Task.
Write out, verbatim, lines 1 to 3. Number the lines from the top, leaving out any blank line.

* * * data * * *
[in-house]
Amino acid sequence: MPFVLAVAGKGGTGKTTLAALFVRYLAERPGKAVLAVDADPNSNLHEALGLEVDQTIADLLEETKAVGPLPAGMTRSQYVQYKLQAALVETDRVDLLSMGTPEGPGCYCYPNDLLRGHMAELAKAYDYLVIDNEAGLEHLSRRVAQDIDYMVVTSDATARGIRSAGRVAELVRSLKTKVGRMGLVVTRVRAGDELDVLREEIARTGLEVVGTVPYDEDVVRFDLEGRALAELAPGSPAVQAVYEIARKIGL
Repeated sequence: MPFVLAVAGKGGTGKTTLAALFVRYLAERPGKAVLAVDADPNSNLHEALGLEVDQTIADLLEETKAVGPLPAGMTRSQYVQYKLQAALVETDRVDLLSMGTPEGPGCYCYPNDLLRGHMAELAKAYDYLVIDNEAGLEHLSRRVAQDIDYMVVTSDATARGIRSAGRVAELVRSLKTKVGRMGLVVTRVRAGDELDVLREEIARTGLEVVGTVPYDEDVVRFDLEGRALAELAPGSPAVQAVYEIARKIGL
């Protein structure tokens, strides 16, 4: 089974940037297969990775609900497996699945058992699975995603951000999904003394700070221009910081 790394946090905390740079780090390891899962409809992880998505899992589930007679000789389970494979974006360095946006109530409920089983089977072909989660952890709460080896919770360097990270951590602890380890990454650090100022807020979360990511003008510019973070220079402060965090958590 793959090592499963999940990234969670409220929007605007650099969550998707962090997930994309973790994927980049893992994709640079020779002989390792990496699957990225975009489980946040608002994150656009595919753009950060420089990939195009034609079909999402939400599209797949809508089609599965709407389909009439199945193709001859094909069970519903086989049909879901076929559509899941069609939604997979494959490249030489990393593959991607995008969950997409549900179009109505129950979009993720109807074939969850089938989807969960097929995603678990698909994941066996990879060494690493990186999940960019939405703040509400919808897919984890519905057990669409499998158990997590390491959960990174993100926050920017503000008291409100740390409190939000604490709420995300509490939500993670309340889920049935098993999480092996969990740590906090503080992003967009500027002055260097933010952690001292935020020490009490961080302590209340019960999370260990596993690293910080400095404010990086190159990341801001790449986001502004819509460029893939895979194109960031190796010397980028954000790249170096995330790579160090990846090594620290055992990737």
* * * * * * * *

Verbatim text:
[in-house]
Amino acid sequence: MPFVLAVAGKGGTGKTTLAALFVRYLAERPGKAVLAVDADPNSNLHEALGLEVDQTIADLLEETKAVGPLPAGMTRSQYVQYKLQAALVETDRVDLLSMGTPEGPGCYCYPNDLLRGHMAELAKAYDYLVIDNEAGLEHLSRRVAQDIDYMVVTSDATARGIRSAGRVAELVRSLKTKVGRMGLVVTRVRAGDELDVLREEIARTGLEVVGTVPYDEDVVRFDLEGRALAELAPGSPAVQAVYEIARKIGL
Repeated sequence: MPFVLAVAGKGGTGKTTLAALFVRYLAERPGKAVLAVDADPNSNLHEALGLEVDQTIADLLEETKAVGPLPAGMTRSQYVQYKLQAALVETDRVDLLSMGTPEGPGCYCYPNDLLRGHMAELAKAYDYLVIDNEAGLEHLSRRVAQDIDYMVVTSDATARGIRSAGRVAELVRSLKTKVGRMGLVVTRVRAGDELDVLREEIARTGLEVVGTVPYDEDVVRFDLEGRALAELAPGSPAVQAVYEIARKIGL